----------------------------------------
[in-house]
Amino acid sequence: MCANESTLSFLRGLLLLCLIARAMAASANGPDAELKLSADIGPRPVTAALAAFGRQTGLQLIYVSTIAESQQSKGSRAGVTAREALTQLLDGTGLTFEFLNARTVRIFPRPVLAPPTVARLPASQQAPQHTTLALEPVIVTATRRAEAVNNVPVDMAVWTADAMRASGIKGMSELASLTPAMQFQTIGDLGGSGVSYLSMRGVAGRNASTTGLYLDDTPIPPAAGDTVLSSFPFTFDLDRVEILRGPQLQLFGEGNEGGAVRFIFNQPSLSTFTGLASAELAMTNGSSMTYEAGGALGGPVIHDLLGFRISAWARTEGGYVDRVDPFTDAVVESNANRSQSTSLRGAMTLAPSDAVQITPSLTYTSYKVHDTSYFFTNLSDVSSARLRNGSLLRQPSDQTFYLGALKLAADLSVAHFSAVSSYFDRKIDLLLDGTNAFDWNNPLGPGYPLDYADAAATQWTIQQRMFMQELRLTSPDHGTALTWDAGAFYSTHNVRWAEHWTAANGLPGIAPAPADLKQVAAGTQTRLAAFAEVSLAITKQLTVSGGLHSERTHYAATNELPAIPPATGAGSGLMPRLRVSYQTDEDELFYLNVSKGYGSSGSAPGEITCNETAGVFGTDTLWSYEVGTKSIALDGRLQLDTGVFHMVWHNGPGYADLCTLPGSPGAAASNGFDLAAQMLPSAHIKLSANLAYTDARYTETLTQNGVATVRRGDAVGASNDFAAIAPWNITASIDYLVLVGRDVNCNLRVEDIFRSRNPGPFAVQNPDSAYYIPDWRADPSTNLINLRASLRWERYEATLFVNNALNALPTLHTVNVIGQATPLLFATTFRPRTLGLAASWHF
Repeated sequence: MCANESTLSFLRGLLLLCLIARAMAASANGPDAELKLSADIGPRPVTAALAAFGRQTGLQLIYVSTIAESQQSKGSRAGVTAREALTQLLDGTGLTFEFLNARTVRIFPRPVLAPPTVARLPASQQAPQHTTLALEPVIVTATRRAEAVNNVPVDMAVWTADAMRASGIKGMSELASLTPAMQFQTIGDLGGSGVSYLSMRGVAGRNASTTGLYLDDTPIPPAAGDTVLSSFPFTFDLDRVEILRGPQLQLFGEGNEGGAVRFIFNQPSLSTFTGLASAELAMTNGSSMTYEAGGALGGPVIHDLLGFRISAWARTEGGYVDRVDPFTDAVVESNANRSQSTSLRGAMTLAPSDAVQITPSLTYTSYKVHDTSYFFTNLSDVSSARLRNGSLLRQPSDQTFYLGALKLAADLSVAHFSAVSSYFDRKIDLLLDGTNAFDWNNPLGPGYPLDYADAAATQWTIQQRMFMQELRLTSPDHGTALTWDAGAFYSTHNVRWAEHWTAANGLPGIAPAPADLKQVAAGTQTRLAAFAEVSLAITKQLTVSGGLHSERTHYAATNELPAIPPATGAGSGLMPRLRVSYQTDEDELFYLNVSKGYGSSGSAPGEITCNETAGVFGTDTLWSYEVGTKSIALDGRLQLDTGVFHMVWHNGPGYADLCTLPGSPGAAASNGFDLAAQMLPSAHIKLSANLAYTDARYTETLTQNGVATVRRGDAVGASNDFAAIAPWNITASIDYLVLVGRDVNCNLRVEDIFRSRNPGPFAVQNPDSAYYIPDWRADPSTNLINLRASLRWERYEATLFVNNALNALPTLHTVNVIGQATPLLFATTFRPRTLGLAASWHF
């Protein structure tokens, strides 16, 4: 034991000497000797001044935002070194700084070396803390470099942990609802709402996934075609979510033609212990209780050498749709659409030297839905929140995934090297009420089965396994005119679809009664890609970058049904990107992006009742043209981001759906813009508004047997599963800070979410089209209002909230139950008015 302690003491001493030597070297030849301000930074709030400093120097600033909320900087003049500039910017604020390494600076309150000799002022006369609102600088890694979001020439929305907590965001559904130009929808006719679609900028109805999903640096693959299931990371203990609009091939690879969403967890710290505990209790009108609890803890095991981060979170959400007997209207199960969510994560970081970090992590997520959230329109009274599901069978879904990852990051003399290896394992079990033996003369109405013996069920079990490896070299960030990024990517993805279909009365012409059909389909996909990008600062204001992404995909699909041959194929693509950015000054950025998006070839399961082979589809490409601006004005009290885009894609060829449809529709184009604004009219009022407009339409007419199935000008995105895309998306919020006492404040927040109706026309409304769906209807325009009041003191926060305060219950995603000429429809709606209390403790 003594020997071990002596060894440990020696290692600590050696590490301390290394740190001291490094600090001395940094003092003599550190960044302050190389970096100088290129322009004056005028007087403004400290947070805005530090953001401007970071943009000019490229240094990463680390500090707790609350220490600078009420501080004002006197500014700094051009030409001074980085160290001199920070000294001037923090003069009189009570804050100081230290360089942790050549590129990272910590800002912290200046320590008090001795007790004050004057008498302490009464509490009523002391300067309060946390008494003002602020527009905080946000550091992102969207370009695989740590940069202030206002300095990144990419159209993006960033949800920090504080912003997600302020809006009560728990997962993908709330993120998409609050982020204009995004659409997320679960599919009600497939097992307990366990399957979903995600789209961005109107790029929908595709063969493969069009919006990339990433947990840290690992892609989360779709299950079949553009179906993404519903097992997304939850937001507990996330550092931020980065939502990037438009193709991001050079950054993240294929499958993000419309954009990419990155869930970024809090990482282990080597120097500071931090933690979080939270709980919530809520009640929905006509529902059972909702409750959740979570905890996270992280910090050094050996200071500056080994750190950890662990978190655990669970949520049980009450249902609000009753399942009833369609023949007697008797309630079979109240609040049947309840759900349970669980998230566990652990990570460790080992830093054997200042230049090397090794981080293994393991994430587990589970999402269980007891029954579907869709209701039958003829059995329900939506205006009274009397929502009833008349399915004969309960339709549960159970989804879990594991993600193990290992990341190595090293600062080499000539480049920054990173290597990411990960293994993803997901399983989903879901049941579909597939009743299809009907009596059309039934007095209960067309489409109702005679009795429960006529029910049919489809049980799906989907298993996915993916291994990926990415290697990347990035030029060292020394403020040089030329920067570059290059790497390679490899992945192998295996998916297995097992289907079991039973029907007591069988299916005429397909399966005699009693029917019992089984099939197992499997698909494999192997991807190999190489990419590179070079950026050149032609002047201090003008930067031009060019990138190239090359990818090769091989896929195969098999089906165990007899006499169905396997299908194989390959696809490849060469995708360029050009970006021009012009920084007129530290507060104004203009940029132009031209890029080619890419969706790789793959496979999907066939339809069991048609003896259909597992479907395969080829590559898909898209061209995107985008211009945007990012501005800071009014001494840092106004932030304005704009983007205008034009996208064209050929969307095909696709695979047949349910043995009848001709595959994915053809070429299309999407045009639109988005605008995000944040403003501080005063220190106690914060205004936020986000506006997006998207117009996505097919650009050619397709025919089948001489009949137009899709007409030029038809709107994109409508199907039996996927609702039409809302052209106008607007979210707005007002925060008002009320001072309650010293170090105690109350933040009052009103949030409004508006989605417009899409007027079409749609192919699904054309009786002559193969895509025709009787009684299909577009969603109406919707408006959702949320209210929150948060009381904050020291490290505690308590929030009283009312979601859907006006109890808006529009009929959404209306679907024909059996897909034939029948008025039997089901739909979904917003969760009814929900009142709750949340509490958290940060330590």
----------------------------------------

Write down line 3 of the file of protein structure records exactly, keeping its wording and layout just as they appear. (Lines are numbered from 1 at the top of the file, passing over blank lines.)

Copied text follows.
Repeated sequence: MCANESTLSFLRGLLLLCLIARAMAASANGPDAELKLSADIGPRPVTAALAAFGRQTGLQLIYVSTIAESQQSKGSRAGVTAREALTQLLDGTGLTFEFLNARTVRIFPRPVLAPPTVARLPASQQAPQHTTLALEPVIVTATRRAEAVNNVPVDMAVWTADAMRASGIKGMSELASLTPAMQFQTIGDLGGSGVSYLSMRGVAGRNASTTGLYLDDTPIPPAAGDTVLSSFPFTFDLDRVEILRGPQLQLFGEGNEGGAVRFIFNQPSLSTFTGLASAELAMTNGSSMTYEAGGALGGPVIHDLLGFRISAWARTEGGYVDRVDPFTDAVVESNANRSQSTSLRGAMTLAPSDAVQITPSLTYTSYKVHDTSYFFTNLSDVSSARLRNGSLLRQPSDQTFYLGALKLAADLSVAHFSAVSSYFDRKIDLLLDGTNAFDWNNPLGPGYPLDYADAAATQWTIQQRMFMQELRLTSPDHGTALTWDAGAFYSTHNVRWAEHWTAANGLPGIAPAPADLKQVAAGTQTRLAAFAEVSLAITKQLTVSGGLHSERTHYAATNELPAIPPATGAGSGLMPRLRVSYQTDEDELFYLNVSKGYGSSGSAPGEITCNETAGVFGTDTLWSYEVGTKSIALDGRLQLDTGVFHMVWHNGPGYADLCTLPGSPGAAASNGFDLAAQMLPSAHIKLSANLAYTDARYTETLTQNGVATVRRGDAVGASNDFAAIAPWNITASIDYLVLVGRDVNCNLRVEDIFRSRNPGPFAVQNPDSAYYIPDWRADPSTNLINLRASLRWERYEATLFVNNALNALPTLHTVNVIGQATPLLFATTFRPRTLGLAASWHF